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Sunday, December 12, 2010

Wishing things were different

A Little Something is changing, evolving. Members have come and gone, founders have moved on, new faces appear at each monthly meeting.

The meetings are too chaotic to allow us the opportunity to sit and talk with the new members, so we’ve reached a point where we know the names of most of the women, but we don’t much about them other than country of origin. This is much different from the early days when we knew important and often intimate details about each member’s situation. Perhaps it’s just a reality of growth and open-call meetings.

Some of our original members came to yesterday’s meeting. Sharifo, Fadumo, and Sahara showed up after missing many months of contact with us. Fatuma came, too, but chose to sit among newcomers rather than settle in with familiar faces.

I watched Fatuma with some sadness. I’ve written about her before on this blog. She has a large family but a mostly absentee husband who has all but abandoned his family in favor of a more carefree life. This has left Fatuma to struggle as essentially a single mother of eight, with another baby due in February. She doesn’t want to discuss the baby. It is doubtful the circumstances of her pregnancy were ever happy at any point.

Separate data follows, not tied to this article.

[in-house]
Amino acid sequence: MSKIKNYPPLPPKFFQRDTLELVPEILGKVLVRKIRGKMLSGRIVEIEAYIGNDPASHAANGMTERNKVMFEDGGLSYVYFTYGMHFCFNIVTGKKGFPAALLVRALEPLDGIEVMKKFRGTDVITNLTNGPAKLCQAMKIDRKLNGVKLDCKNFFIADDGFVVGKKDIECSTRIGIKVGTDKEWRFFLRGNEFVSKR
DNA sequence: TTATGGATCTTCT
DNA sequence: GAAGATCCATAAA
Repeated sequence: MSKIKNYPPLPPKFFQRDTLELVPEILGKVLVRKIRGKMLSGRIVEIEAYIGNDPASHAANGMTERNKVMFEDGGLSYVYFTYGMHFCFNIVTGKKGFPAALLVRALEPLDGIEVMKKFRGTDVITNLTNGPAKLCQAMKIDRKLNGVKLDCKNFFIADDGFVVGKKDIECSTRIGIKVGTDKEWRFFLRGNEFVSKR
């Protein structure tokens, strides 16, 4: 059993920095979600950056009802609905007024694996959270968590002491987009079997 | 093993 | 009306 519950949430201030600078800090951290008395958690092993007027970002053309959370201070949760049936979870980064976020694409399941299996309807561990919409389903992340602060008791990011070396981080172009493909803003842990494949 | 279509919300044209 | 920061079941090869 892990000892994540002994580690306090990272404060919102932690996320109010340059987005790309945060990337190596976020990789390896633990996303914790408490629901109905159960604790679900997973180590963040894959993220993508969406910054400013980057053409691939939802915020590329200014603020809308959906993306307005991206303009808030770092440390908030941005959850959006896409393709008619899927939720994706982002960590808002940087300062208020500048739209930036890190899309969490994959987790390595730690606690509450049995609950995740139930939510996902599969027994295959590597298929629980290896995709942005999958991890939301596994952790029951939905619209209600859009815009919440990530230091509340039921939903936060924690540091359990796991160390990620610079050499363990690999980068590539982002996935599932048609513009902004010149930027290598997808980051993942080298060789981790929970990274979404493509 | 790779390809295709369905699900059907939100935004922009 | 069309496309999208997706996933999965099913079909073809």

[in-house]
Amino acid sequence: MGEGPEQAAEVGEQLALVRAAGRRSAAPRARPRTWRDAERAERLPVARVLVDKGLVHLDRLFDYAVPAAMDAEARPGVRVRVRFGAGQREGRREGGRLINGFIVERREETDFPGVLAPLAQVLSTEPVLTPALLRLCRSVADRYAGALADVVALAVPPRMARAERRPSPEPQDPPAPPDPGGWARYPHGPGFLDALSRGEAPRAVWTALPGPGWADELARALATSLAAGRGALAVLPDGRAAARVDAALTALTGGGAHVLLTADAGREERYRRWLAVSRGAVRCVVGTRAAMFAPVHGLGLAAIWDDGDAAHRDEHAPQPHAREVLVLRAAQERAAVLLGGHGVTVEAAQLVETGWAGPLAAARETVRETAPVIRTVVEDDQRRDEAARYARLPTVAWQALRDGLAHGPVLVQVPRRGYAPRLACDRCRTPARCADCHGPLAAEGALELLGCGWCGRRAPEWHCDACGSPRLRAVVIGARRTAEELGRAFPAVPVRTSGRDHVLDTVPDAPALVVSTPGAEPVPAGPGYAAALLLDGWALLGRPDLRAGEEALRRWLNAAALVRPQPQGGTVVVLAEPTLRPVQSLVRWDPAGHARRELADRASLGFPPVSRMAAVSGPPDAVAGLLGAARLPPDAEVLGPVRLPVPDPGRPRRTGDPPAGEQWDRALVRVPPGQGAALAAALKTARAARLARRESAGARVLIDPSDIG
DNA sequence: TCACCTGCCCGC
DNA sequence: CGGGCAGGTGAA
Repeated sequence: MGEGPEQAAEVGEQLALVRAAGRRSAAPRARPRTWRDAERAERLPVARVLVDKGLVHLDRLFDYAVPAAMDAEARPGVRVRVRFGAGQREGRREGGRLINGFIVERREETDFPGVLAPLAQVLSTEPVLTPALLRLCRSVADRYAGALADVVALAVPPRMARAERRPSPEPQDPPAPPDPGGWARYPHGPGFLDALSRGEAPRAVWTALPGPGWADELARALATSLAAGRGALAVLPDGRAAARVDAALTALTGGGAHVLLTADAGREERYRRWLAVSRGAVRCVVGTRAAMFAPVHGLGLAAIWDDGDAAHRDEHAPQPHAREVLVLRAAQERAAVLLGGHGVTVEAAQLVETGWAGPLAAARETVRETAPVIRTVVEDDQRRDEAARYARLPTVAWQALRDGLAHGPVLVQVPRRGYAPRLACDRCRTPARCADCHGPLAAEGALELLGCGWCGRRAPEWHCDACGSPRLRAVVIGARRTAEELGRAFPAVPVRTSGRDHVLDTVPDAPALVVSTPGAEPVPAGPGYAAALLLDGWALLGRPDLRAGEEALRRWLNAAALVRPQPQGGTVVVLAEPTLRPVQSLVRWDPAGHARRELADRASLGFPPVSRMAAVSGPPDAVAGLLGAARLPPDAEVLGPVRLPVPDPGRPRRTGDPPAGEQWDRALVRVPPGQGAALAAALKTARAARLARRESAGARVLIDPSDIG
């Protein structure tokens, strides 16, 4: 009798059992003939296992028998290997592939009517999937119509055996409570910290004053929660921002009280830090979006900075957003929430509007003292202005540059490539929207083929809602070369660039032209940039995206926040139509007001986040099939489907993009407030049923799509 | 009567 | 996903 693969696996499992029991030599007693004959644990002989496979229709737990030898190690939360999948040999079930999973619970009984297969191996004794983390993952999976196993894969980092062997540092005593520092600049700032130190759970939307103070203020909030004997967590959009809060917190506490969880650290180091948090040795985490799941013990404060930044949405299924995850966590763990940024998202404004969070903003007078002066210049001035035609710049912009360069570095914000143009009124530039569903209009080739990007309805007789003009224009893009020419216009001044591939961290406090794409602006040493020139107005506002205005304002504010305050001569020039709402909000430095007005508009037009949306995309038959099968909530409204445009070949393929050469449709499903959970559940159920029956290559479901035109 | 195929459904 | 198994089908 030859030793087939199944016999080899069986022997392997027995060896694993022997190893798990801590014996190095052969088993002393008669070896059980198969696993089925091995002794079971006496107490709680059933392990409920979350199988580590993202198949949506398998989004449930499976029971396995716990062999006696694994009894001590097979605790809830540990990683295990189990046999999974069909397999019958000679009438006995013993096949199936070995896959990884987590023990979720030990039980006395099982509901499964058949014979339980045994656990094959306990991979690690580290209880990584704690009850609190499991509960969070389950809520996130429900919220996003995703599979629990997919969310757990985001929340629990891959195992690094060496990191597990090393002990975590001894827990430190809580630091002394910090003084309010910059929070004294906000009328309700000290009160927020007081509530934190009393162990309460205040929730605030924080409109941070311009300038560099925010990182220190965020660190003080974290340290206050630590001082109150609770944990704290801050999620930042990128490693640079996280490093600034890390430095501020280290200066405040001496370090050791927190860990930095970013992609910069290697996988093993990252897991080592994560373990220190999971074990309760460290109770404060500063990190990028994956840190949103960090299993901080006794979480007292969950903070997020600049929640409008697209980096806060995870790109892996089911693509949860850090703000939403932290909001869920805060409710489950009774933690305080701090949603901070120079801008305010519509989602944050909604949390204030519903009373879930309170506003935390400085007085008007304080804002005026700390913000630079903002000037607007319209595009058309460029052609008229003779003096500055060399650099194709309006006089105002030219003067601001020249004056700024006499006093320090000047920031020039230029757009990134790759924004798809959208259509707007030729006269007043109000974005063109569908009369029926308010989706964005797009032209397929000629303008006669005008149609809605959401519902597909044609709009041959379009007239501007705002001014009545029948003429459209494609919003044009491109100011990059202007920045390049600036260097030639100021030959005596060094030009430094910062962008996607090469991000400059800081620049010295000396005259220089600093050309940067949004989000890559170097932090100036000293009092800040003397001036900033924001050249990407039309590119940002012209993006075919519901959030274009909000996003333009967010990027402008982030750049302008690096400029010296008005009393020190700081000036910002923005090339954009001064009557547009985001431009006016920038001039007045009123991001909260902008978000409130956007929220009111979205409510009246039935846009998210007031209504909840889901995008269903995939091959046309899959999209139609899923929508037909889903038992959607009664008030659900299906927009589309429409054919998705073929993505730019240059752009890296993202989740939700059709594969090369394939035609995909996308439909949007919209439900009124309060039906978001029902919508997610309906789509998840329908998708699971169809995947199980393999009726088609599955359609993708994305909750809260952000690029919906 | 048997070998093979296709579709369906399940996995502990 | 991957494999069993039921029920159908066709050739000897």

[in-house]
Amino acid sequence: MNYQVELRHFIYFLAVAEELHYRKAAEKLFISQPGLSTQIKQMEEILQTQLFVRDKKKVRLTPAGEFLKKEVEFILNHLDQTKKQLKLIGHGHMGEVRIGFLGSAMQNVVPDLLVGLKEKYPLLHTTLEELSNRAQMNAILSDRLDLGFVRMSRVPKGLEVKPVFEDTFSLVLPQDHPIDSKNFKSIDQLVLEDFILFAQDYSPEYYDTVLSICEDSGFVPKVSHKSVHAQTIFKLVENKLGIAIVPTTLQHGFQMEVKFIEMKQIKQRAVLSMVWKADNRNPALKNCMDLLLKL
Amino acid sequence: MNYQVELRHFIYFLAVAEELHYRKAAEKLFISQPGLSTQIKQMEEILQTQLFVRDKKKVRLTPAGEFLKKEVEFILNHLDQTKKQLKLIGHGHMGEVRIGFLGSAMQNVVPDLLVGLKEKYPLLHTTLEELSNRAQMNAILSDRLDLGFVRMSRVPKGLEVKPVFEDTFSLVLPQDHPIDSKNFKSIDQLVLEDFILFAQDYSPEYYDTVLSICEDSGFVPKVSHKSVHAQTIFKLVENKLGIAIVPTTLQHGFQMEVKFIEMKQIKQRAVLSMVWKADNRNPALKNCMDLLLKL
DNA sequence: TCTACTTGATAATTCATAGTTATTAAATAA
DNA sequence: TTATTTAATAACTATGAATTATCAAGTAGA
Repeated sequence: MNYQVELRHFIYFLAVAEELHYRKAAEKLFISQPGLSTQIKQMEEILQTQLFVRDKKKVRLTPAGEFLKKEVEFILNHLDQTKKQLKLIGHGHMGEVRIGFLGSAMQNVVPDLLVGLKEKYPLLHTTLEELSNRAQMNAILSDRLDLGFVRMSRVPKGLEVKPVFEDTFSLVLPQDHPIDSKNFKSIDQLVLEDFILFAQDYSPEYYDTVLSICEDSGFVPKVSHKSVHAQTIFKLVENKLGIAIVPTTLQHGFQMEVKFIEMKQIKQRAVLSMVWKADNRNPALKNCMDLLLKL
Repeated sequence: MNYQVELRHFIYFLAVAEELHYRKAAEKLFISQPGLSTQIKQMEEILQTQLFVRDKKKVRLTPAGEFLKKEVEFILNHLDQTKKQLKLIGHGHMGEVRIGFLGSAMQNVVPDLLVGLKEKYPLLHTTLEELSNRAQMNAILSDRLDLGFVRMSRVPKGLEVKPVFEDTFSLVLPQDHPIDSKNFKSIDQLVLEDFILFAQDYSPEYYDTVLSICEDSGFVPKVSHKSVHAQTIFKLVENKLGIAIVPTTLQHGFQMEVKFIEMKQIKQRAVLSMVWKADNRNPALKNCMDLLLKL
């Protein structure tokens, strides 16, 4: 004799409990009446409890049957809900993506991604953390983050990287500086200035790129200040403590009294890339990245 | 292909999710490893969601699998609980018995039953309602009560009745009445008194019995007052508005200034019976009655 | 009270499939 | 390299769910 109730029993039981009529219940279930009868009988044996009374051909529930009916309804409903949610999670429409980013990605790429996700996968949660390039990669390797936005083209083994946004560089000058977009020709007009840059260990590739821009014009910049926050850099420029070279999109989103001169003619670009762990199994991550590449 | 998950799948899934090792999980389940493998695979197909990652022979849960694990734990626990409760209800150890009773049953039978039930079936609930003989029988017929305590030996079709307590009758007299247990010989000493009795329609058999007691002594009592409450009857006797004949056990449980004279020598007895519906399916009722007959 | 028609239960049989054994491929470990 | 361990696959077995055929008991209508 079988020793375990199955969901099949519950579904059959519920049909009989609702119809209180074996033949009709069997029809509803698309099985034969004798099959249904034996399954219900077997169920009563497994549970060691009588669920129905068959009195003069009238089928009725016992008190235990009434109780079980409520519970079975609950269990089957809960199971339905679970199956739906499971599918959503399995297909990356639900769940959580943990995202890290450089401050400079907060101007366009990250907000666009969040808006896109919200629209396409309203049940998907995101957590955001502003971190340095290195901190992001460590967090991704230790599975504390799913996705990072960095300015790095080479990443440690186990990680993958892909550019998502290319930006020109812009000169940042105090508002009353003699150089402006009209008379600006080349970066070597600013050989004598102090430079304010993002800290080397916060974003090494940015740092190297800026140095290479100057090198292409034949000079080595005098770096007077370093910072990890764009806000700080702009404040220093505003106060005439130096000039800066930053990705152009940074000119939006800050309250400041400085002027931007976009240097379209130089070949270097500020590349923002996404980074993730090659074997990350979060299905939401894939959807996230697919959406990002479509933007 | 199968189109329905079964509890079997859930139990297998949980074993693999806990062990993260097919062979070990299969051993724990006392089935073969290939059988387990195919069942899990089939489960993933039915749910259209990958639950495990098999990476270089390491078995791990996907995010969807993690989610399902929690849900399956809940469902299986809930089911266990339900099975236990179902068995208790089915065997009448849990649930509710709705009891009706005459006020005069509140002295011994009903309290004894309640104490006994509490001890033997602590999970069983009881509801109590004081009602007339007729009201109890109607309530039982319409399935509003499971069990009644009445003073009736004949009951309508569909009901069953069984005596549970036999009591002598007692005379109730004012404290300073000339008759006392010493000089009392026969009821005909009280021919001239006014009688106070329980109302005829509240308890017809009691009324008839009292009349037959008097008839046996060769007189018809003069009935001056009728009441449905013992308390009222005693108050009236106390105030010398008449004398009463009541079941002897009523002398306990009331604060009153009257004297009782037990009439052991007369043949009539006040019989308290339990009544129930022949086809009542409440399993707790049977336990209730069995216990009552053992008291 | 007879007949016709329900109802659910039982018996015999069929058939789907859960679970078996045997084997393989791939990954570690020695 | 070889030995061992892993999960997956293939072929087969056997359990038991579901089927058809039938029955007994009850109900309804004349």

Halfway through our gathering, I noticed that Fatuma was wearing athletic shoes that were obviously men’s shoes and easily three sizes too big. “Fatuma,” I said, “where are your shoes? These shoes are too big and you might fall.”

Fatuma laughed nervously and said these were her son’s shoes and the only ones she had right now. I hoped that the money she had just received for her recent jewelry sales would be put toward a decent pair of shoes for herself, but I know better. Fatuma never takes care of herself first. She spends her jewelry pay on her kids, on food, on necessities.

The family is struggling worse than ever, but Fatuma is not one to complain. I could see that she was clearly not her usual cheery self on Saturday, though. Her affect was somewhat flat, and she seemed preoccupied as she went through the motions of making beaded key chains. She didn’t want to chat. She seemed lost in her own thoughts.